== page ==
The Road to Ukwe  The Road to Ukwe (2)

As good as I am with directions I knew that I would not be able to find my way back to this village without help.  Arrangements were made for the pastor to come to Lilongwe on the Saturday before I was scheduled to speak on Sunday.  He would spend the night at the A/G Bible school, then go with us Sunday morning back to his village.  This worked great!

We arrived just in time for Sunday school - or did it start because we arrived?  Ukwe Worship Center does not have its own building; like so many of the churches in Malawi they use the school that is in the village or close by for their services. 

School or Church 

Their desire is to buy land and build their own church, but that will take some time to come to pass.  There was no furniture in the building, except chairs they had brought from someone's house for Fredna, me, the pastor and my interpreter to sit in.  Who am I that I should get a special seat?

After Sunday school - which was all in Chichewa - the service began.  The only musical instruments used were a trap (drum) set and one guitar. 

  Musical Instruments (3) Musical Instruments

 Musical Instruments (2)

The praise team came forward and led us in some of the most beautiful music you have ever heard.  I am convinced that the angels in heaven gather with anticipation when the Africans begin to warm up their voices!  Visitors were welcomed to the church (not us, our welcome is always very special, and saved until just before I preach).  Special songs were sung by various individuals or groups.  One man even offered a poem.  It was titled "Amazing Grace".  I sang this song at the end of the service; most of the people there had never heard it as a song!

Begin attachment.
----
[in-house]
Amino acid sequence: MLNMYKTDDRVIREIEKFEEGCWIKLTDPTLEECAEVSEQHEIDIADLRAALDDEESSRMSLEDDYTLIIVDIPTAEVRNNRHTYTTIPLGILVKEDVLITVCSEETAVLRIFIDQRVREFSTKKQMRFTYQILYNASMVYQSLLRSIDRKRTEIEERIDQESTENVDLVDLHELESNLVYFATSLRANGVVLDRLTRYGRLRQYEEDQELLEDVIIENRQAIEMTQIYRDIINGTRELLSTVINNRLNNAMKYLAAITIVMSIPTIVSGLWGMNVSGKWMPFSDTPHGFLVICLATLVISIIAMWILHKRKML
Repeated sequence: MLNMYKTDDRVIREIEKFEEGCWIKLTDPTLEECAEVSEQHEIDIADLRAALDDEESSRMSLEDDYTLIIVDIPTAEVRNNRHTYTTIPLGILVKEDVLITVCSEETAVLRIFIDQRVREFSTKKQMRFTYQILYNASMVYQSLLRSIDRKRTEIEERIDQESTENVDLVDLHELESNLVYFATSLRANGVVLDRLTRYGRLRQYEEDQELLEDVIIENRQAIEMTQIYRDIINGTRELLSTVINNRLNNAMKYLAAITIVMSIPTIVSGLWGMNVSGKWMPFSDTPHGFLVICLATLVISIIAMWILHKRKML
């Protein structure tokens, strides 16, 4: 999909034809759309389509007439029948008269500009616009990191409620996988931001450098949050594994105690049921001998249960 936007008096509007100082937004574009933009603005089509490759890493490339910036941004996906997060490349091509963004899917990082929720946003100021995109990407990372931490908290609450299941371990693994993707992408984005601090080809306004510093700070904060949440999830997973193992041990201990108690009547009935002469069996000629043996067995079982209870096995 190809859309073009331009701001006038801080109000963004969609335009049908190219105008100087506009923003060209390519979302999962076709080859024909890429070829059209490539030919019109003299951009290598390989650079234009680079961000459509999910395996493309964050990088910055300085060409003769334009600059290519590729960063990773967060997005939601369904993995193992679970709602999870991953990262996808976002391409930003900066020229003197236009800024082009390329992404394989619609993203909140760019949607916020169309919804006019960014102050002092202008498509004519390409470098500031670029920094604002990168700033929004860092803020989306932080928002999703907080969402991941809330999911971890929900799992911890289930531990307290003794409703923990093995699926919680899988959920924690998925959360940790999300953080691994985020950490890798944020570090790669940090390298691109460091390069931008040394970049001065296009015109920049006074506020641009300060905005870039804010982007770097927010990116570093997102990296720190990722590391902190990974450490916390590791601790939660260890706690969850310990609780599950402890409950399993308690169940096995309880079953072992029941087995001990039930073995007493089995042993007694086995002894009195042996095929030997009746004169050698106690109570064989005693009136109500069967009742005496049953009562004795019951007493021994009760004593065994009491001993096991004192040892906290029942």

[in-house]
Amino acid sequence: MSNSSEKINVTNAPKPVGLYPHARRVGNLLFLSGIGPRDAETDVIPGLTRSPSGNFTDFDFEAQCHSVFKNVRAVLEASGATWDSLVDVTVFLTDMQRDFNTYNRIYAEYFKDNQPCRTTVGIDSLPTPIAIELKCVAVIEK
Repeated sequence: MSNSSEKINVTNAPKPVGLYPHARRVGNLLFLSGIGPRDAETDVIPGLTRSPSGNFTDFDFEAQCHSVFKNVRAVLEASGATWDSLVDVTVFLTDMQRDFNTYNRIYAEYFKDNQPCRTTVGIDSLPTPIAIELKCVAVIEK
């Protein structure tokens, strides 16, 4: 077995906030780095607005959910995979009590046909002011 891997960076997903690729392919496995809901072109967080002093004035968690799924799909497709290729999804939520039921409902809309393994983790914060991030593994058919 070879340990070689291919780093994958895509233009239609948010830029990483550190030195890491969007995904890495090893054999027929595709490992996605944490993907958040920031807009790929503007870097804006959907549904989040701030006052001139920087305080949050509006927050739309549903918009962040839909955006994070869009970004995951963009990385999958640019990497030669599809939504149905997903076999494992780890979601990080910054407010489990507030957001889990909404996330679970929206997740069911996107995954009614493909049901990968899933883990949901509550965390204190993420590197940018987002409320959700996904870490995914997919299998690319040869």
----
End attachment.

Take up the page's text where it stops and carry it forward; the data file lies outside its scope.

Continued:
Congregation (2)  Congregation (3)

Congregation (4)  Congregation

Now it was time for preaching.  I was asked to speak on the subject of "Repentance".  After an hour of preaching I asked which of them felt the need to repent and ask for God's forgiveness.  Most of the church came forward to pray and repent.  It is very humbling to think, "Who am I that God would use me to lead others to Himself?"

Preaching  Preaching (2)

At the end of the service, the pastor received an offering for us.  The people gave joyfully.  When the pastor presented me with the offering, he apologized for the small amount.  While he was apologizing, I thought to myself, "Who am I that I would deserve any amount?"  I also thought of the widow who gave out of her need, and Jesus commended her for her sacrifice.

We were then ushered to the pastor's home for some water.  In the Malawi culture taking you home for some water really means that they are going to feed you before you leave.  The ladies of the church had prepared for us the traditional Malawi meal that we have grown so accustomed to.  Rice, relish (boiled greens), chicken, and a sort of tomato soup.  I sometimes remind myself of Pavlov's dogs.  My mouth begins to water when the last "amen" is said at church!  Malawi traditional food is really good.

Lunch Malawi Style (2)Lunch Malawi Style 

Lunch Malawi Style (3)  Ladies That Cooked 

Pastor Naaman and his family.

IMG_0915 [640x480]

Like every church we visit, they can't wait for us to return and be with them again.  We feel the very same way! 

Who am I that I should be so blessed?